Children’s Eye Health & Safety
August is Children’s Eye Health and Safety Month!
Good vision and healthy eyes are important at any age, but even more so for children. A child’s vision problems can greatly affect their performance in school and their self-confidence. Fortunately, most potential vision problems are identified and treated early and those that may not be obvious until much later are caught by preschool eye tests or pediatric checkups.
Vision changes often occur without anyone noticing, but regular screenings can help determine if young children need glasses or contacts. Children should have regular vision tests during their pediatric appointments or earlier if you notice any of the following:
- Squinting while trying to focus.
- If the child states that things are blurry or hard to see.
- Lack of interest in reading or distant objects.
- Family history of hereditary vision problems.
- Wandering eye or crossed eyes.
Common vision problems in children include:
Refractive errors include both myopia (nearsightedness) the most common refractive vision problem among school-aged children and hyperopia, or farsightedness can usually be corrected with glasses or contact lenses. Symptoms often include headaches, blurred vision, and eye strain.
Amblyopia or “lazy eye”, affects about four out of every 100 people and occurs when one eye has not developed normal sight. Once detected, lazy eye can be corrected with glasses, surgery, or an eye patch over the stronger eye to strengthen the “lazy” eye.
Strabismus double vision caused by crossed eyes as one eye focuses straight ahead while the other eye turns in, out, up or down. Strabismus requires early treatment and cannot be outgrown, glasses may improve focusing.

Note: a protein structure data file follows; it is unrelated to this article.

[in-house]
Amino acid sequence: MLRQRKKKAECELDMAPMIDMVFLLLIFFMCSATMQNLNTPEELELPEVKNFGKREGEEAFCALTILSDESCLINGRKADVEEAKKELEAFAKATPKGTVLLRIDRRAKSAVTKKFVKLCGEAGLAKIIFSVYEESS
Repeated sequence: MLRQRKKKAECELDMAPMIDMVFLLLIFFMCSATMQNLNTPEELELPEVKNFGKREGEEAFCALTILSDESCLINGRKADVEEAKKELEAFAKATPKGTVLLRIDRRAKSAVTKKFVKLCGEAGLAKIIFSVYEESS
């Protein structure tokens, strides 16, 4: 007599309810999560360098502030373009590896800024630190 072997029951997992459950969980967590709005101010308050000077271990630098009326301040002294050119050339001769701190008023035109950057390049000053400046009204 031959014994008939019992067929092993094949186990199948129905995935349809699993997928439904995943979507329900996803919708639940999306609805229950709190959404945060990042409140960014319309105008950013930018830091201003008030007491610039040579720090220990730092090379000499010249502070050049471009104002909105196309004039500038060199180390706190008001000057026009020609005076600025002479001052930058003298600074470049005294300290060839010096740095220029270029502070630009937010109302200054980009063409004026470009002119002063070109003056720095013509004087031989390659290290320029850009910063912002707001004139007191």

Color vision deficiency or color blindness may be hereditary and involves the inability to distinguish between colors or shades of colors. Their is no “cure” for color blindness but the condition may be improved through tinted glasses or contact lenses.
Conjunctivitis, or pink-eye, is a highly contagious infection of the eyelids which become crusted by discharge. Additional symptoms include red or pink eyes and burning and itching. Conjunctivitis is treatable with antibiotic drops and ointments.
Corneal abrasions often occur during outdoor sports and recreational activities, and usually in children and teens. If left untreated, eye injuries can cause permanent damage a child’s vision and may even cause blindness.
You can reduce or avoid eye injuries by securing household items that may cause damage like caustic cleaners, sharp tools, scissors and even pencils in younger toddlers. Provide age appropriate toys without sharp or protruding parts. Your child should wear protective eyewear when involved in sports, especially those with high velocity action like tennis, lacrosse and hockey.
Pay close attention to how your child appears to view the world. Frequent head tilting, squinting, eye rubbing, excessive tears, or sensitivity to light and headaches are all signs that your child may have vision problems that should be checked out by a trained clinician. Click Here for More